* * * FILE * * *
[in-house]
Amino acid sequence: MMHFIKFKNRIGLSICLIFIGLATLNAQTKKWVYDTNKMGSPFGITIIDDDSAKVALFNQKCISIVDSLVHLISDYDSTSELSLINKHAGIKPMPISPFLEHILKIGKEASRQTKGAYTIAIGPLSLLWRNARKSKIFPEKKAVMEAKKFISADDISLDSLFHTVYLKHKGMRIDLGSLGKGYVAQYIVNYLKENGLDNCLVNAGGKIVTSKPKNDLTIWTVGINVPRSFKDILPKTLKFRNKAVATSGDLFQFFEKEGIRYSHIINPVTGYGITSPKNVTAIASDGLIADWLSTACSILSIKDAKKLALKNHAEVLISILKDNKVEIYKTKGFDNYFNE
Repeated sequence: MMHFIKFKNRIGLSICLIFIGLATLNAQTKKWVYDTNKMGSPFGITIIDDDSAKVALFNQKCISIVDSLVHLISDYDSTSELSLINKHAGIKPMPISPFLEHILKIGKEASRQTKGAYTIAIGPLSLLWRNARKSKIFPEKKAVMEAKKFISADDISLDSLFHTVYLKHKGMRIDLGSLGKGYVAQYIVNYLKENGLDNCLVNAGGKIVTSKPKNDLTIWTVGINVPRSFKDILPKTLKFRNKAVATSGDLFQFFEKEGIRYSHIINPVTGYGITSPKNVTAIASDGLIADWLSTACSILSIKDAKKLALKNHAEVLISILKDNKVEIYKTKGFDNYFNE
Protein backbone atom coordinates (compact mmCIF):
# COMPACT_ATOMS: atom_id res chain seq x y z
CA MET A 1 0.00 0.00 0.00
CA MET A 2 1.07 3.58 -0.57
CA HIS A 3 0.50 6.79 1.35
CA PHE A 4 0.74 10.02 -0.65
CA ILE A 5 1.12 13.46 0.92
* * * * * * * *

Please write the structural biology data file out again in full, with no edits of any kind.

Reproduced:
[in-house]
Amino acid sequence: MMHFIKFKNRIGLSICLIFIGLATLNAQTKKWVYDTNKMGSPFGITIIDDDSAKVALFNQKCISIVDSLVHLISDYDSTSELSLINKHAGIKPMPISPFLEHILKIGKEASRQTKGAYTIAIGPLSLLWRNARKSKIFPEKKAVMEAKKFISADDISLDSLFHTVYLKHKGMRIDLGSLGKGYVAQYIVNYLKENGLDNCLVNAGGKIVTSKPKNDLTIWTVGINVPRSFKDILPKTLKFRNKAVATSGDLFQFFEKEGIRYSHIINPVTGYGITSPKNVTAIASDGLIADWLSTACSILSIKDAKKLALKNHAEVLISILKDNKVEIYKTKGFDNYFNE
Repeated sequence: MMHFIKFKNRIGLSICLIFIGLATLNAQTKKWVYDTNKMGSPFGITIIDDDSAKVALFNQKCISIVDSLVHLISDYDSTSELSLINKHAGIKPMPISPFLEHILKIGKEASRQTKGAYTIAIGPLSLLWRNARKSKIFPEKKAVMEAKKFISADDISLDSLFHTVYLKHKGMRIDLGSLGKGYVAQYIVNYLKENGLDNCLVNAGGKIVTSKPKNDLTIWTVGINVPRSFKDILPKTLKFRNKAVATSGDLFQFFEKEGIRYSHIINPVTGYGITSPKNVTAIASDGLIADWLSTACSILSIKDAKKLALKNHAEVLISILKDNKVEIYKTKGFDNYFNE
Protein backbone atom coordinates (compact mmCIF):
# COMPACT_ATOMS: atom_id res chain seq x y z
CA MET A 1 0.00 0.00 0.00
CA MET A 2 1.07 3.58 -0.57
CA HIS A 3 0.50 6.79 1.35
CA PHE A 4 0.74 10.02 -0.65
CA ILE A 5 1.12 13.46 0.92